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Thursday, 21 October 2010
Page: 1145

Mrs GRIGGS (2:32 PM) —My question is to the Prime Minister. I refer the Prime Minister to her promise before the election to establish a regional processing centre in East Timor to dissuade unauthorised arrivals from coming to Australia. As she is yet to present a formal proposal to the government of East Timor and has reversed her pre-election commitment not to expand detention centres in Australia, and given that today the 107th boat this year has arrived. why should the Australian people trust her to stop the boats?

Ms GILLARD (Prime Minister) —I thank the member for her question, which I understand is her first question in this parliament. I say in answer to her question that there are a number of asserted facts in it which are simply not the case. I understand that the member may not have researched all of those matters herself, but can I say to the member that the government is pursuing dialogue with East Timor on the question of a regional protection framework and regional processing centre. As I have had cause to say in the parliament this week on a number of other occasions, the Minister for Immigration and Citizenship was in Dili, in Jakarta and in Kuala Lumpur pursuing discussion as recently as last week.

On the question of detention centre capacity, the government has made a series of announcements. We wanted to provide transparency and certainty to Australians and to communities. We were well aware that there were fear campaigns being whipped up in various parts of the country. I certainly do not suggest that was being done by the member who asked the question, but it was being done, and consequently we wanted to clarify the government’s long-term intentions in relation to detention centres.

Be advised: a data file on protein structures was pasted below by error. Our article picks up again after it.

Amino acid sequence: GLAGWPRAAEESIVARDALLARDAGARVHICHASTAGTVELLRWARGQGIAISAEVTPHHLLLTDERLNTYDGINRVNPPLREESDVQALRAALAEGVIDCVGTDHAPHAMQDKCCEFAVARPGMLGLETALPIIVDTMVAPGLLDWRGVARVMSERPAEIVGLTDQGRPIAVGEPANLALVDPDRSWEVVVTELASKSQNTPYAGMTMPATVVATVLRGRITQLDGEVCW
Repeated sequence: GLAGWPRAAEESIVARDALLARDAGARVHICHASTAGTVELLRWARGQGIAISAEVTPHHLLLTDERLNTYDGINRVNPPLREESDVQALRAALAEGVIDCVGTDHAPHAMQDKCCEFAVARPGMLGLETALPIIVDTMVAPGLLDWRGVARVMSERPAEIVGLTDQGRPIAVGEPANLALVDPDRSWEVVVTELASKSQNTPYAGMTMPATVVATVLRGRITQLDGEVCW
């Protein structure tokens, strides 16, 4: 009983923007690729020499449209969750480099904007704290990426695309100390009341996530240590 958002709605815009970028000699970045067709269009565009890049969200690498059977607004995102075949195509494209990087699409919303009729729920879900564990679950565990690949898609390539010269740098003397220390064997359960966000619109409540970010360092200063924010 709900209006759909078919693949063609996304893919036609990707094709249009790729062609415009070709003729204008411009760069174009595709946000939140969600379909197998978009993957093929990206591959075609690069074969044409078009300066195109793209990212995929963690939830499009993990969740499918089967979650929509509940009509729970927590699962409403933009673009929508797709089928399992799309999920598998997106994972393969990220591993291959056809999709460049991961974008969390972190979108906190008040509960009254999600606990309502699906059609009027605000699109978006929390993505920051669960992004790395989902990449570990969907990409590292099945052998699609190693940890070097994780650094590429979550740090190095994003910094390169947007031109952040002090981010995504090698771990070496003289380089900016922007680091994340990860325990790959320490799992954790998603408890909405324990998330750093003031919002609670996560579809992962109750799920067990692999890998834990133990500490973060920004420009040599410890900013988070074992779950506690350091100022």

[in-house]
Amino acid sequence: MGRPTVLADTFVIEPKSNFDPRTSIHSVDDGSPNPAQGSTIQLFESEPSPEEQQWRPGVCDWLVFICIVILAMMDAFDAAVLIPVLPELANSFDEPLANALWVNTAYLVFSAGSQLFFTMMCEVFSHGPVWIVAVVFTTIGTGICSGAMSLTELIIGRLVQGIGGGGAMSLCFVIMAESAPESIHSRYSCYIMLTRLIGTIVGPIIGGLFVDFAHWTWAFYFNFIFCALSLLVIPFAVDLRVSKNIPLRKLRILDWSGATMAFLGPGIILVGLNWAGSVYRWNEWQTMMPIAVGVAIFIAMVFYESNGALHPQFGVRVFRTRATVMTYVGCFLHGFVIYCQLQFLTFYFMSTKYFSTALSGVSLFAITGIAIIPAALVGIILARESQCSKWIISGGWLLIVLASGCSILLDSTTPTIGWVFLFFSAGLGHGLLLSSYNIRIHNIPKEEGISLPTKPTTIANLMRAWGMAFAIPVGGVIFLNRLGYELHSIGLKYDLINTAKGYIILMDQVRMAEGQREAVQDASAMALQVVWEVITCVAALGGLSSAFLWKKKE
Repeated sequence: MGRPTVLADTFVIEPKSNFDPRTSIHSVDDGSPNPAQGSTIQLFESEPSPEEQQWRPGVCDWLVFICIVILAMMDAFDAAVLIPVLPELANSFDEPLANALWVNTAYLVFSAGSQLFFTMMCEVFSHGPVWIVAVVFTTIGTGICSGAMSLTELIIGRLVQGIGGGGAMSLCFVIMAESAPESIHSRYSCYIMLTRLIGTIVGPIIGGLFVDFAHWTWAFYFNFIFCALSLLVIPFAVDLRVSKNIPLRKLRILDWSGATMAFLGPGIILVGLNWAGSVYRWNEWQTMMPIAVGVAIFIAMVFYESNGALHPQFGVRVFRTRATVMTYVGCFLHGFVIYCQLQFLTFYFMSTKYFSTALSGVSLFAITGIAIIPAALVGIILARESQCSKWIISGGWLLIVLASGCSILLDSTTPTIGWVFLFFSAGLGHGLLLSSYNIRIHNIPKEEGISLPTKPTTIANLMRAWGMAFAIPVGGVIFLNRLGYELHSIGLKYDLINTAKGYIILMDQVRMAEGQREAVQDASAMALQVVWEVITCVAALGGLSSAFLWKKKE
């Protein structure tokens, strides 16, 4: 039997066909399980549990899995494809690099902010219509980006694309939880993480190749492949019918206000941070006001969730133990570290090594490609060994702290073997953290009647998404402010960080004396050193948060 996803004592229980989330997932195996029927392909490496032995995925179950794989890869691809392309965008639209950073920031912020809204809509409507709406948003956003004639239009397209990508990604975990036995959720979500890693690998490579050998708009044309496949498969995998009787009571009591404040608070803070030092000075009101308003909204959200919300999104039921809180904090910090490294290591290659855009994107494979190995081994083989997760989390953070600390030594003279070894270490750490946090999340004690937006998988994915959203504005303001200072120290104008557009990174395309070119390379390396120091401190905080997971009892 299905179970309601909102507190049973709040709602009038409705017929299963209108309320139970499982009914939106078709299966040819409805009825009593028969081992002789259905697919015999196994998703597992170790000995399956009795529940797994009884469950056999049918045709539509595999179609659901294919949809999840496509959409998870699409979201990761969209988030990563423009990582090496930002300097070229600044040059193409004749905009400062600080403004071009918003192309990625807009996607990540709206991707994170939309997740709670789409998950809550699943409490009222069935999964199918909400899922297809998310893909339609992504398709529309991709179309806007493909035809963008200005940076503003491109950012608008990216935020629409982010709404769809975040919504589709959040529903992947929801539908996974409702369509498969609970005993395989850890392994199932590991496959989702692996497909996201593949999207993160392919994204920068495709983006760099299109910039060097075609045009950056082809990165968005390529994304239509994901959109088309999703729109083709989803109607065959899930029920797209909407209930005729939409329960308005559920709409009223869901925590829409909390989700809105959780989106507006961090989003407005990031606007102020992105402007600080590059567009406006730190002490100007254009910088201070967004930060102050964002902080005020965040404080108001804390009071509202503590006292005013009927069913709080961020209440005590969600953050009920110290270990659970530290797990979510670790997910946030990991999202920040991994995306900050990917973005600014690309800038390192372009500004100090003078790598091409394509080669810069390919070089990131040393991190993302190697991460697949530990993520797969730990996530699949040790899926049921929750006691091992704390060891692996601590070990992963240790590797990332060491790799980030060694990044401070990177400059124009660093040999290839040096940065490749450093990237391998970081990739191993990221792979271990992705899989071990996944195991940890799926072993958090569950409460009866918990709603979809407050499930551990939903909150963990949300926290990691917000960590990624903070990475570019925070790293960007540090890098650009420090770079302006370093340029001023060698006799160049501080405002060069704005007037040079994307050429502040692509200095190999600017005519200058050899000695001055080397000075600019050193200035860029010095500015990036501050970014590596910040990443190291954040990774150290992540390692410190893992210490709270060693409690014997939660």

We also made what I believe is an important announcement about the treatment of children and families, and it is still not clear to me what the Leader of the Opposition’s position is on that announcement. On some occasions, he has said that it is the work of the Howard government and sought to claim credit for it; on other occasions, he has repudiated it, saying that it would somehow exacerbate problems. At some point he will have to pick between the two.

An opposition member interjecting—

The SPEAKER —Order! The Prime Minister will resume her seat. This is not directed towards the Manager of Opposition Business, but a warning is a prelude to a naming. The Manager of Opposition Business has the call.

Mr Pyne —Mr Speaker, on the issue of direct relevance: I cannot work out how the Prime Minister’s answer at the moment could possibly be relevant to the question she was asked by the member for Solomon, and I ask you to ask her to return to the question.

The SPEAKER —I will be listening carefully to the response by the Prime Minister, and she must know that wandering into the policies of other parties may be stretching it on this occasion, even though the question was fairly broad by the end.

Ms GILLARD —The question made assertions about dialogue with East Timor and the regional processing centre, and I have answered them. The question made assertions about the government’s detention policies, and I have answered them. The question also made assertions about dealing with unauthorised arrivals, and I say to the member, as I had cause to say in the parliament earlier this year, that this is a complex problem. I do not believe in three-word slogans, I do not believe in boat phone and I do not believe in the Prime Minister of the nation pretending that he or she is in a better position than a patrol boat commander to deal with a situation at sea. What I do believe in is working through dialogue on a regional protection framework and regional processing centre, and the government is doing precisely that.